Does it seem like you can’t get through the day without having elbow pain? You feel it while you’re working out, when you lift your laundry basket, or even when you twist the cap off your water bottle.
Elbow pain is common, especially among active individuals. Once you understand the location and cause of the elbow injury though, treating it becomes simple. This leads to having it be something you can work with instead of having it work against you!
Identifying Elbow Pain
The 2 most common elbow pains happen on the inside and outside of your elbow joint.
Tenderness or pain on the bony prominence on the outside of your elbow (lateral epicondyle) is known as lateral epicondylitis or tennis elbow. Tenderness or pain on the bony prominence on the inside of your elbow (medial epicondyle) is known as medial epicondylitis or golfer’s elbow.
The injuries are similar in nature but just differ in location. They are both classified as “overuse” injuries that are caused by repetitive use of the wrist extension or flexion. This can be commonly found with people that practice their sports often, work with their hands often, lift heavyweight in or out of the gym frequently, or even limitations with the shoulder that leads to the elbow working overtime to compensate for the shoulder.
No matter the cause, the result is inflammation in tendons around the elbow leading to the pain in the first place.
Things You Can Do To Fix It
Everyone’s specific injury will need different methods but here are some
Identify The Cause
If you know what causes your elbow pain, you can get to the root cause of the issue and prevent or limit future injury. For instance, if it’s an overuse injury from something you do at work you can adjust your posture or arm positioning in a way that wouldn’t aggravate your elbow. Likewise, if you find yourself constantly getting injured with the same lifts in the gym, then you’ll likely need to adjust your positioning/form or switch to a joint-friendly alternative to that exercise.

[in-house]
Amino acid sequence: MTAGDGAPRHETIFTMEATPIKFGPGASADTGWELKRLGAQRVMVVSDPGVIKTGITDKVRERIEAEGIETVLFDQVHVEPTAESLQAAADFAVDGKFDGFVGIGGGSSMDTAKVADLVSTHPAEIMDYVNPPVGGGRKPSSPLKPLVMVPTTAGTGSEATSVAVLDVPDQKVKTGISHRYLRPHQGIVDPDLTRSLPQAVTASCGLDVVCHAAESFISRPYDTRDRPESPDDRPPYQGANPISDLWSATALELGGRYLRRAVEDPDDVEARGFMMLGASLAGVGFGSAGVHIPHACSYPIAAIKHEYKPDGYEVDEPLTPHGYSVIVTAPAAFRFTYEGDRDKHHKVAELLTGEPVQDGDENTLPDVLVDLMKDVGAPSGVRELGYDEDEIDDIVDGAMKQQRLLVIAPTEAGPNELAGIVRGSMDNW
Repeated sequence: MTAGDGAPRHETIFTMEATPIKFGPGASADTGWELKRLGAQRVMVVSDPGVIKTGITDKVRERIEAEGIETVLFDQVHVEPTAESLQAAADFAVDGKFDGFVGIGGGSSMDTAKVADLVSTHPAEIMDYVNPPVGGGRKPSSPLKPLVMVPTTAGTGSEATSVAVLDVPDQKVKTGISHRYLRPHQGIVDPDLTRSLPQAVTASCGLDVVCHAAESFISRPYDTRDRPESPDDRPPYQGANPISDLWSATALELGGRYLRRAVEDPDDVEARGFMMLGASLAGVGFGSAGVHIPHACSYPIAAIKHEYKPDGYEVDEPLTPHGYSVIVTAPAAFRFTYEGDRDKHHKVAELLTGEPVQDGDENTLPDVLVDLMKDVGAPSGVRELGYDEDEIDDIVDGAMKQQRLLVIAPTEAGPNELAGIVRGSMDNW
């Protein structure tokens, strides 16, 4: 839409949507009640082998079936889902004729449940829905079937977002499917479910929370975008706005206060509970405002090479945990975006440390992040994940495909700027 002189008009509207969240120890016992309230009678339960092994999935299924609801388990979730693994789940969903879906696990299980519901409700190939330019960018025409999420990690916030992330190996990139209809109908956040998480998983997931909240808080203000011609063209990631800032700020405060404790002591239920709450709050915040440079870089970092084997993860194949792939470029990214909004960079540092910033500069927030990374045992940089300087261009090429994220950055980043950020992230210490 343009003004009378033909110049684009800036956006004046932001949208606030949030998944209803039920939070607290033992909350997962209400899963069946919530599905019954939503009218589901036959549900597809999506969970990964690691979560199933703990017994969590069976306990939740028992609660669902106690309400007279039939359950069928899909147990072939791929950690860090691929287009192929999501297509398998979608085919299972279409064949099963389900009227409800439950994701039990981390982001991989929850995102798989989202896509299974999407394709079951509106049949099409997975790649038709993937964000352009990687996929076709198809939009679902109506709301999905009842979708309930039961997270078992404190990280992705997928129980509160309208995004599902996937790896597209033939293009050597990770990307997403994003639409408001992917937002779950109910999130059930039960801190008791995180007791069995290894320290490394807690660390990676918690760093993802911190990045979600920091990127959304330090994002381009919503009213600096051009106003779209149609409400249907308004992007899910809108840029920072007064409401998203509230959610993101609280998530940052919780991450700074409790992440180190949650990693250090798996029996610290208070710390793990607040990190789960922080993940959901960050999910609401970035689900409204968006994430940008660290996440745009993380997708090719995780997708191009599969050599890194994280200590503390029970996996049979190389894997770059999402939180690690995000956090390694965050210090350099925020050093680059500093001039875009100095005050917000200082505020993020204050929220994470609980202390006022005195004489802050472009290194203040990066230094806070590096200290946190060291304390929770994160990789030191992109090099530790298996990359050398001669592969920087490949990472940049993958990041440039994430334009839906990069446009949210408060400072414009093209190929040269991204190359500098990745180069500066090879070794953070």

Mobilize Surrounding Joints
As mentioned earlier, overuse of the elbow could be a result of tight wrists and/or shoulders. If the joint above or below the elbow isn’t able to work to its full capacity, then the elbow has to take on the extra workload to compensate. Which is a big contributing factor to elbow pain. Mobilizing the surrounding joints will take the pressure off – literally – the elbow and evenly distribute it as intended.
Here are a few general mobilization exercises that you can start doing today for your wrists and shoulders.
Limit Isolation Exercises
Isolation exercises, where the elbow is the only joint being worked, will only further strain the tendons around the joint. This isn’t to say you can never do curls again, but a break from them while doing more compound lifts will do good for your elbow. On that note, opting for dumbbells over barbells can also prove to be beneficial to your elbow’s health. This is because dumbbells will limit compensations that occur with barbell lifting allowing for a more fluid motion while training.
Icing, heating and massaging are all great ways to alleviate inflammation at the joint. Again, the pain in your elbow can be a result of tissue restriction in other areas of your body so while you’ll ice and heat locally, at the elbow joint, massaging surrounding muscle groups could pay dividends in your elbow healing. This includes your upper back, chest, biceps, and lats. You can also foam roll these areas if massaging isn’t as accessible to you.
Omega-3’s have a wide variety of benefits to the body – you can read more about them here. Reducing inflammation, swelling, and formation of scar tissue are also benefits you can expect to receive from supplementation with Omega-3’s. You can increase your intake of Omega-3’s by including salmon, tuna, flax seeds, walnuts, and chia seeds in your diet. Supplementing with high-quality fish oil is also an effective and easy way to boost your Omega-3 intake. Our go-to brand for fish oil is Top Notch Nutrition Omega-3 for high quality, easy to digest fish oils that are third-party tested and approved.